You did the right thing, Langston., Jacob replied
“I know …we prayed” he said.
“I thought I was going to die” …” I needed to be strong.
I tried not to Cry” Justin said.
I looked to Justin and told him it was okay to cry—he gave me a look where I could see in his eyes, that this world has never affirmed that it was okay for him to do such a thing.
“I thought we would get in trouble” Tony said.
“Why I asked?”
It’s what I always see on TV…. No one was going to believe kids who look like us.
As a child, the basketball court was always sacred grown. It was where we laughed. It was where we grew. And on this night, as I stood with the next generation, I watched sacred grown…be a place…that I knew they would now fear.
As Jacob and I walked back to their homes, and met with each of their parents, I encouraged the boys, to not let that night, keep them from returning to the court.
I feared, if they begin to give up the court—what will they have to give up next?
As difficult, as fearful and as sad and angry as I was in that moment, angry about how the boys thought they wouldn’t be seen, they wouldn’t be believed, they wouldn’t have been loved, they wouldn’t have been safe, I knew that we have a faith, we have a God…who has called us to be always grounded in love, we have a God who doesn’t abandon us in those moments,
even if it’s hard to feel at the time or see at the time.
St. Paul’s, I knew that we have a God who keeps us bound with one another
Who keeps us bound with God,
I knew that we have a God who call us to be resilient and most importantly,
We have a God who is resilient
“You are my refuge and my stronghold, my God in whom I put my trust and I’m safe”
“He shall deliver you from the snare of the hunter”
“You shall find refuge under his wings”
“Because he is bound to me in love, there will I deliver him, I will protect him, because he knows my name”.
“I am with him in trouble”
“I will rescue him and bring him to honor”
“With long life will I satisfy him and show him my salvation”.
St. Paul’s, we are living in a world, where many are walking through life…dressed in fear, wrapped in anxiety,
We are living in a world, where many are walking through life carrying with them the weighted bags of oppression,
Where our men and women, where our children and youth are walking along a road paved with blood, sweat and tears and are seeking a brick, a footprint of hope.
And yet our psalmists on this day,
Our Psalmist on THIS DAY:
reminds us that amid the pain,
amid the fear,
amid our lowest moments,
a God,
continues to hold us bound together, wrapped in love.
That our God who knows us each by name continues to lift us up and point us into the direction of liberation and hope, when we are hidden in the bushes, or when fear suffocates our dreams.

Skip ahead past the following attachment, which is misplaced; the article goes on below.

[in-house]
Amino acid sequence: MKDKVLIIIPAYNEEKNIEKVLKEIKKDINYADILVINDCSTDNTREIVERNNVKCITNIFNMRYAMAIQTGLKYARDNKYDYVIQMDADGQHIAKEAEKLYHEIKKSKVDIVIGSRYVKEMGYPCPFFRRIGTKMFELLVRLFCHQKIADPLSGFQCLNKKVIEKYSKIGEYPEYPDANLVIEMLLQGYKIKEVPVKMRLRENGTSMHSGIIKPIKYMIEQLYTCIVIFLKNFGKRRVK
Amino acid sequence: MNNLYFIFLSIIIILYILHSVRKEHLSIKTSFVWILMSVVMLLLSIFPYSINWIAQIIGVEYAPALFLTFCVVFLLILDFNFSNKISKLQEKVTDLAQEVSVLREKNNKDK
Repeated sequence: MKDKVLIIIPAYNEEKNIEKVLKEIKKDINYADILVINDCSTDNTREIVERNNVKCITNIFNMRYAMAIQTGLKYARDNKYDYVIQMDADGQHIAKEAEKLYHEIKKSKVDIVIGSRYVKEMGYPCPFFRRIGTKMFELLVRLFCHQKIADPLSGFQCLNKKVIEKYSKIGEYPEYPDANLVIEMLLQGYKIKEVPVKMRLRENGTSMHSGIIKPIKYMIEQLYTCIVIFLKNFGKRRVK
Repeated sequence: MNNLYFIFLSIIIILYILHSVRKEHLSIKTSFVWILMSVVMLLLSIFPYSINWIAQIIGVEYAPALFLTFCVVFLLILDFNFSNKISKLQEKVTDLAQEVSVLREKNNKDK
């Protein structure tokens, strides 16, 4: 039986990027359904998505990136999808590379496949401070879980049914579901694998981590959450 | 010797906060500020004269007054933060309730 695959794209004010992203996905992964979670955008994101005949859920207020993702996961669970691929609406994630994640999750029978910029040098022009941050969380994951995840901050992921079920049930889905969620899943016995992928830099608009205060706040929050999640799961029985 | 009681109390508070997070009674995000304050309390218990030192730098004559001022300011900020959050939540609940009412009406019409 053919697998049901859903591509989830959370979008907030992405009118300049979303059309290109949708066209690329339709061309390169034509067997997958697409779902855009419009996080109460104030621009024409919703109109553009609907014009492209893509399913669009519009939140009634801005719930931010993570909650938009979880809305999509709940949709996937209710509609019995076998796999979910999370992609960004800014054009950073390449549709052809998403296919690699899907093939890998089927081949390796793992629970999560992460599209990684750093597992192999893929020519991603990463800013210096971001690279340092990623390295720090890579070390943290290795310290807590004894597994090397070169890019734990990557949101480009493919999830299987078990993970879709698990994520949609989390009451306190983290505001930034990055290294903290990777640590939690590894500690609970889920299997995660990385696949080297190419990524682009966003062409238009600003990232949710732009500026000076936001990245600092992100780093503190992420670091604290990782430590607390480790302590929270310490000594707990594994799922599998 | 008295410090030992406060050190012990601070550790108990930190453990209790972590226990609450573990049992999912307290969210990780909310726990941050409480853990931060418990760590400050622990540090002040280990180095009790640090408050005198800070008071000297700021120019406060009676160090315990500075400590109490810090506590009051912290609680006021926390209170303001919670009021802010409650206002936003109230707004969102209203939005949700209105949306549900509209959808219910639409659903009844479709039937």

The psalmist on this day, reminds us, that within the struggles,
within the hardships,
within the doubts within the pain.
Our God remains our stronghold.
Our God remains our Rock.
Our God remains our Salvation.
The psalmists on this day, reminds us that even when it is hard to feel and see that
our God remains to be our light in the darkness,
our strength when in weakness
and our nourishment when we are hungry for justice…
when we are hungry for peace…
when we are hungry for Love.
The Psalmist on this Day,
Reminds us of the God who
Provided safety and protection, a way, to those who were in exile.
A God who binds us all together to that unimaginable love.
A God who will always remain faithful to us…. who doesn’t abandon us in the good times, and the tried.
A God who is close to us—who calls us ‘friend’
a God who asks of us to live and seek a life where we remain resiliently faithful and share the story…to be a witness of such a God. To be such a friend to the other.
St. Paul’s, the beauty, the Good News that the psalmist of Psalm 91 brings us on this day reminds us that we do not walk this journey a lone. We have our God.
Psalm 91 begins by showing us the closeness that our God has with us—the relationship that our God faithfully keeps with us, even if we don’t feel it.

And even in the times of trouble, the times of hardship, which the Psalms and scripture ensure us that we will encounter on this journey of life our God goes on to make promises to us, that when we find ourselves in these moments, that those loving arms will lift us up. Even if its not in the ways that we imagine, our Liberator, our God, our Friend, is there. Only if we allow ourselves to believe.

My Kindred, we as disciples, are being called on this day, amid those sufferings, in the midst of those joys, in the midst of those doubts, to be God bearers in this world and to share the power of our saving God.